This example is based on real cases that we've worked with.
Suppose that you want to find out people's reactions to your products or services. One common approach is to use a Likert scale like the one below, which has five categories, ranging from strongly dislike to strongly like.
The limitations of this approach are well known in standard survey best practice. Among other things, it seriously limits the ways in which you can analyse your findings.
A more powerful way of asking the same question is to re-phrase it as two questions. In the example below, we've used two lines, one running from don't like to strongly like, and the other running from don't dislike to strongly dislike.
With this method, you ask the participant to make a mark at the point on each line corresponding to how they feel. For instance, if they don't much like the product or service, they would make a mark near the don't like end of the line; similarly, if they don't particularly dislike it, they would make a mark near the don't dislike end of the line.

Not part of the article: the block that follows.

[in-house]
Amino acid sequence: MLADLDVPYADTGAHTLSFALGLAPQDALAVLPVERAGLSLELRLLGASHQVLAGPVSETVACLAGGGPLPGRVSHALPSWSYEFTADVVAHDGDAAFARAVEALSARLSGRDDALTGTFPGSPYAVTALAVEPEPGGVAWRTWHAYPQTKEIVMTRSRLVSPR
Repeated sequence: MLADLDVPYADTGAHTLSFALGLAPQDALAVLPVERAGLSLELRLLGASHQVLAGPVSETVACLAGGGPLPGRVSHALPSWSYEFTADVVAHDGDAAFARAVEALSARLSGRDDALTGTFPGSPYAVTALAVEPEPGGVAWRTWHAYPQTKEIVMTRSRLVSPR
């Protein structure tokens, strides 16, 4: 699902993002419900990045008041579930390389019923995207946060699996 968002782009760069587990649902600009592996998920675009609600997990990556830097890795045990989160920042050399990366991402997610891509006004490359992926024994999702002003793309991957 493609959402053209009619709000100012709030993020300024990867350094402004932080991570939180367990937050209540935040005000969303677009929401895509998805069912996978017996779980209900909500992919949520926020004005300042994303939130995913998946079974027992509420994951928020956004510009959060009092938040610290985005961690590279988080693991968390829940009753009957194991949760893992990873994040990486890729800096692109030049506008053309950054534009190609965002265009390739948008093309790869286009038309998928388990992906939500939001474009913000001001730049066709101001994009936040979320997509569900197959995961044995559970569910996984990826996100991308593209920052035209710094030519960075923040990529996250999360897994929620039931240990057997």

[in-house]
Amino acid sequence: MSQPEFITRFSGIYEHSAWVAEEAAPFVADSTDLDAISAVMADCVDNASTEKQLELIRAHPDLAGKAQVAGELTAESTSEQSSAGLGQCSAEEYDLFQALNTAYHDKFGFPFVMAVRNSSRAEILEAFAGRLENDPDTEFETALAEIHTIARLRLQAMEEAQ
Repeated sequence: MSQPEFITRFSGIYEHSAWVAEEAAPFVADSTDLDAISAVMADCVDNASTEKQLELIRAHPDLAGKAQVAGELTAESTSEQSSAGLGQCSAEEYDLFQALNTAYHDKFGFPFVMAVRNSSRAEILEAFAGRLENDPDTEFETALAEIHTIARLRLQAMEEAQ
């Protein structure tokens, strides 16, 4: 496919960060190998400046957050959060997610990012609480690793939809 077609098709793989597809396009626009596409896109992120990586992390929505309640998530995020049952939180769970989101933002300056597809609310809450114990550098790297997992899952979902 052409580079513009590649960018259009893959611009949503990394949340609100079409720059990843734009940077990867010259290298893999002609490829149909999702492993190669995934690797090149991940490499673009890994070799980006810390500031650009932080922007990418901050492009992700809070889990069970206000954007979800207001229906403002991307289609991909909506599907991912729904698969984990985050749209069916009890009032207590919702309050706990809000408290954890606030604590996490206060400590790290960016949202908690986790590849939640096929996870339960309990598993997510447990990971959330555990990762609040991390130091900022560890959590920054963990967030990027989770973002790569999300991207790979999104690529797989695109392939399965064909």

In one of our studies, we looked at perceptions of home pages on websites. We found that there were several ways in which a website could be rated as in the middle of a single scale. Those ways have big implications for an organisation's decisions.
Product A had average ratings because nobody had strong feelings about it either way; it was boring, but harmlesss. It needs to have something good added.
Product B had average ratings because of the "Marmite effect". People either loved it or hated it, and the two sets of numbers had balanced each other out in the previous survey. It needs to be treated as a cult product.
Product C had average ratings because everyone both loved it and hated it at the same time. Again, those ratings had cancelled each other out. It needs to have bad features removed.
This example shows how a subtle change in approach can give much more powerful insights, with very practical implications.